The work of the Observatory is at present principally published in the Publications of the Yerkes Observatory, in the form of quarto volumes containing detailed accounts of special researches; and in the Astrophysical Journal, edited by the Director of the Yerkes Observatory, with the assistance of eminent scientists, and published by the University of Chicago Press.


The library contains sets of many of the astronomical periodicals, charts, star catalogues, annals of observatories, and numerous general works.



The Walker Museum is located in a fireproof structure provided through the munificence of Mr. George C. Walker. The collections are estimated to embrace over 1,000,000 specimens.

The general geological collection contains material illustrating structural phenomena and the modes of action of dynamic agencies; that of fossils includes a systematic series arranged on a stratigraphic basis, illustrating the successive faunas and floras; that of illustrative geographical material

embraces a large series of models, maps, and photographs, illustrating the topography and geology of various countries; that of economic geology embraces a large series of ores and other mining products, representing the leading mining districts of the United States and of many foreign countries; that of mineralogy contains a systematic series of minerals arranged for the illustration of lectures and for public exhibition; that of petrography embraces igneous, sedimentary, and metamorphic rocks in systematic series, together with special collections of igneous rocks from a number of localities in western America and Europe. There is also on exhibition the private mineral collection of Mr. W. C. E. Seeboeck.

The anthropological collection contains a considerable quantity of ethnographic and archaeologic material. In addition to this the following collections are on deposit and furnish material for study: The Ryerson Collection in Mexican Archaeology, numbering more than 3,000 pieces. The Ryerson Collection from the Cliff-Dwellings and Cave-Houses of Utah; this is accompanied by a series of photographs which add much to its educational value. These two collections are deposited by Mr. Martin A. Ryerson. The Clement Collection from Japan, containing art work in lacquer and porcelain, and an interesting series of articles used in the curious Doll's Festival. It is deposited by Professor E. W. Clement, of Tokio, Japan. The material collected by Frederick Starr among the Ainu of Japan and the native tribes of the Congo Free State is on display temporarily. During the year Mr. Joseph Duplissis has presented a plaster copy of an interesting carved slab from near Orizaba, Mexico; Mr. M. F. Rittenhouse has given a facsimile reproduction of a Lolo manuscript; Mrs. Mary J. Wilmarth has donated a series of life-size photographic portraits of natives of the Congo Free State, showing different tribal marks.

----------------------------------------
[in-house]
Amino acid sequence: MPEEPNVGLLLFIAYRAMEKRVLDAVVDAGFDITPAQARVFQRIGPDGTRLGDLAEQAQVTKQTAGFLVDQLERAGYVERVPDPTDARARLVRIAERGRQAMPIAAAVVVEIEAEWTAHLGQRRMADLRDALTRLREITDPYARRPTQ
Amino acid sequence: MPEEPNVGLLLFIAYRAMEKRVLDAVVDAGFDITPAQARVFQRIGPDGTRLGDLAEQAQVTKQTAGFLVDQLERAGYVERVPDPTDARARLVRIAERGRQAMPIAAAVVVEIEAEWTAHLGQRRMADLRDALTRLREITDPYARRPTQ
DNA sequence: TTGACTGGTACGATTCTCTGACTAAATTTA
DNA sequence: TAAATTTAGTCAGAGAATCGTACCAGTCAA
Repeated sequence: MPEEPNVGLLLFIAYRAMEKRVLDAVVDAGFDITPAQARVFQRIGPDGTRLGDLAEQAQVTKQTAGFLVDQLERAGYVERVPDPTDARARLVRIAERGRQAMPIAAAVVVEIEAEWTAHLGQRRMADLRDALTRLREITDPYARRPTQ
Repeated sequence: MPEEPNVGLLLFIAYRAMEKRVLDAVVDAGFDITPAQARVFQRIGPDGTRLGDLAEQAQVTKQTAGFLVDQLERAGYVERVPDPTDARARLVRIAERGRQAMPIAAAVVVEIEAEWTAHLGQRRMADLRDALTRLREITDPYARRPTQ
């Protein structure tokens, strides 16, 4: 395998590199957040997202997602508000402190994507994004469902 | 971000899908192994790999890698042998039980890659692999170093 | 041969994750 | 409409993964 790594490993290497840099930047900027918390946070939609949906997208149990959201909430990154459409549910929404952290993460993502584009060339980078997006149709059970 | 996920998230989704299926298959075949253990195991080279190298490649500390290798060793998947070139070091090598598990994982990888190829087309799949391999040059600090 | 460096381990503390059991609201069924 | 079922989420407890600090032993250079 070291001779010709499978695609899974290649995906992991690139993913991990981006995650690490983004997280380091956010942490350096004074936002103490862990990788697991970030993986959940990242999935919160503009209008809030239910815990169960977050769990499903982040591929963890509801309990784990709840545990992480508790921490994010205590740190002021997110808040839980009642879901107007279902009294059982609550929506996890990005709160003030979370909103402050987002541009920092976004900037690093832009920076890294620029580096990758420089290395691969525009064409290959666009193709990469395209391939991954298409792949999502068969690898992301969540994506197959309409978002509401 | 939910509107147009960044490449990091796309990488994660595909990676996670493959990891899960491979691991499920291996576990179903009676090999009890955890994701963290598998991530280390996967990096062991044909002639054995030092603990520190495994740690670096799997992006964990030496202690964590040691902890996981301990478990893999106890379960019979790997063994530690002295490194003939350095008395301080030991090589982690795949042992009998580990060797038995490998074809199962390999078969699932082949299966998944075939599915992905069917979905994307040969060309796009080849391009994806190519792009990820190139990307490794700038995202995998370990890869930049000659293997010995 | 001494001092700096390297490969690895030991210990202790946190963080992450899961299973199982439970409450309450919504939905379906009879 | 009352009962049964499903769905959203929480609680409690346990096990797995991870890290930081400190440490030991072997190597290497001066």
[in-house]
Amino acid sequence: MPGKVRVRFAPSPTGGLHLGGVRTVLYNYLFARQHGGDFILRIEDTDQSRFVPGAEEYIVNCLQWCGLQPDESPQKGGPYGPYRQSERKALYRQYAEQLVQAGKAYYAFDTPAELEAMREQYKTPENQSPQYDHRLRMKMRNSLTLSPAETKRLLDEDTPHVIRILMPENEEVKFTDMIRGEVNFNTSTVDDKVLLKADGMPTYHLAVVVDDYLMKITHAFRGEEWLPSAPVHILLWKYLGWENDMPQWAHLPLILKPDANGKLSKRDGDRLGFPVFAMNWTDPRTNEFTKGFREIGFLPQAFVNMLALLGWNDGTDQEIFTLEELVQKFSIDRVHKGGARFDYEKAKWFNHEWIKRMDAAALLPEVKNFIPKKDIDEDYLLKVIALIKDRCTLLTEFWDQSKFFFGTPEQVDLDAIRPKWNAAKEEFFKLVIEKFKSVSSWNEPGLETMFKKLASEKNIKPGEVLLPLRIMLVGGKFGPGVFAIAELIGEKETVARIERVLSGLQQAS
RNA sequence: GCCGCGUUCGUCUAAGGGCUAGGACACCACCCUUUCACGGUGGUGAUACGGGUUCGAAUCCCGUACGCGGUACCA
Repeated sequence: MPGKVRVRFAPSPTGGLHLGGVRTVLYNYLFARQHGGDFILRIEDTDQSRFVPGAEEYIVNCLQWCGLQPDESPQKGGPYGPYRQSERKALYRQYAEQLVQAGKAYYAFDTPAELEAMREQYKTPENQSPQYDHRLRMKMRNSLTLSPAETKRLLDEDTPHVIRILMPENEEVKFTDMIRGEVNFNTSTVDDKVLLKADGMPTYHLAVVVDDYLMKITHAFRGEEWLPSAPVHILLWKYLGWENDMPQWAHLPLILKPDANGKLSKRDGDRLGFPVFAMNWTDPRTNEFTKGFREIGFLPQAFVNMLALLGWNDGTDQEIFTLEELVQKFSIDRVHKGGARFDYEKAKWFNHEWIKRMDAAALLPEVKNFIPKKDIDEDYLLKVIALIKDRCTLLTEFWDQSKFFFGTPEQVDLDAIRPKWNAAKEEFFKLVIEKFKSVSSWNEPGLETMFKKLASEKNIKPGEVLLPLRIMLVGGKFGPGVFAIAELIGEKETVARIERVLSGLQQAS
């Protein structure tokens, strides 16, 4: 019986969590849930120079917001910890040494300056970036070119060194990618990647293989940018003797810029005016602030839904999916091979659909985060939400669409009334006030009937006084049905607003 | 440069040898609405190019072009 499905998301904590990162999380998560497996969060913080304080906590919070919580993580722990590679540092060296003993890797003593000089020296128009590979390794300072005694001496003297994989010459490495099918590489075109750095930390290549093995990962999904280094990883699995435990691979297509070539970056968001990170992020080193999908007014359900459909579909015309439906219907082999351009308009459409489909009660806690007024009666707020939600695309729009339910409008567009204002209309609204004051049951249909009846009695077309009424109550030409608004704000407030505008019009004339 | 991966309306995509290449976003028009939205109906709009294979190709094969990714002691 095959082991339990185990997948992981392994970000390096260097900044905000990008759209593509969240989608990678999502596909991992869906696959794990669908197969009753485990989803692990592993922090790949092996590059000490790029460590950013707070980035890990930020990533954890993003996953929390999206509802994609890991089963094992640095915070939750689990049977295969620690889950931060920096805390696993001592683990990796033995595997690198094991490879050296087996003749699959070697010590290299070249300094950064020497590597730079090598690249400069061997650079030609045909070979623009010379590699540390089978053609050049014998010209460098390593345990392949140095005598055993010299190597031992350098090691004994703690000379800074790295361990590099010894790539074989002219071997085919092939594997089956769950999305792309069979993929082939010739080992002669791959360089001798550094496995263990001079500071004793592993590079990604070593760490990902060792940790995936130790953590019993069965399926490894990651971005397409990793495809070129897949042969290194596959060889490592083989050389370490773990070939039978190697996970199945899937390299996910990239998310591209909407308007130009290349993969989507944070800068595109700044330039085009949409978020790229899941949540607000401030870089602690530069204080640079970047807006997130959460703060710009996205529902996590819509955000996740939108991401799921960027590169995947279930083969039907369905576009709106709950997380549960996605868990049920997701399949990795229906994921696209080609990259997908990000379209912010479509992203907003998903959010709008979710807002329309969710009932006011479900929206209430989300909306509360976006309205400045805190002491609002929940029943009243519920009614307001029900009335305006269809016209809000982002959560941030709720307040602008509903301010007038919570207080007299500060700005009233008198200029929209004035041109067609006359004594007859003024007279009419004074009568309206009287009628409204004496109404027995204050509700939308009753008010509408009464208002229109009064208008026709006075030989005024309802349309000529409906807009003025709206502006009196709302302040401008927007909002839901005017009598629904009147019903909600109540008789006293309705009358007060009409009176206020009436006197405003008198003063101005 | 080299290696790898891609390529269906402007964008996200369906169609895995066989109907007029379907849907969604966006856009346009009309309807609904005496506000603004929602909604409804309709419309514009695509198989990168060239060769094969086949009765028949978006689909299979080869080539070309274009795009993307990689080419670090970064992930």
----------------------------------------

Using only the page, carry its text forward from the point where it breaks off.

The investigative paleontologic collection of invertebrates contains a large amount of choice material, especially from the Paleozoic horizons, and includes a large number of type-specimens. The James Hall Collection, presented to the museum by Mr. J. D. Rockefeller, is rich in types and other specimens of the greatest value for study and investigation. Other important collections, which have become the property of the Museum, are the Gurley Collection, the James Collection, the Washburn Collection, the Krantz Collection, the Weller Collection, the Sampson Collection, the Faber Collection, the Haines Collection, the Tiffany Collection, the Bassler Collection of Bryozoa and Ostracoda, and the Van Horne Collection. The last of these is of especial interest because it consists largely of material from the local Niagaran formation of northeastern Illinois and southeastern Wisconsin. The collections of invertebrate paleontology have been increased by donations during the year from Mr. E. E. Teller, Professor J. A. Udden, Mr. L. P. Rowland, and Mr. Frank Springer.

The collections of vertebrate fossils include extensive series of the American Permian reptiles, Triassic reptiles and amphibians, Niobrara Cretaceous birds, reptiles, and fishes, with a considerable material from the Laramie Cretaceous and White River Oligocene. Several field parties during the past years have added numerous valuable and new forms available for investigative study.

« PrejšnjaNaprej »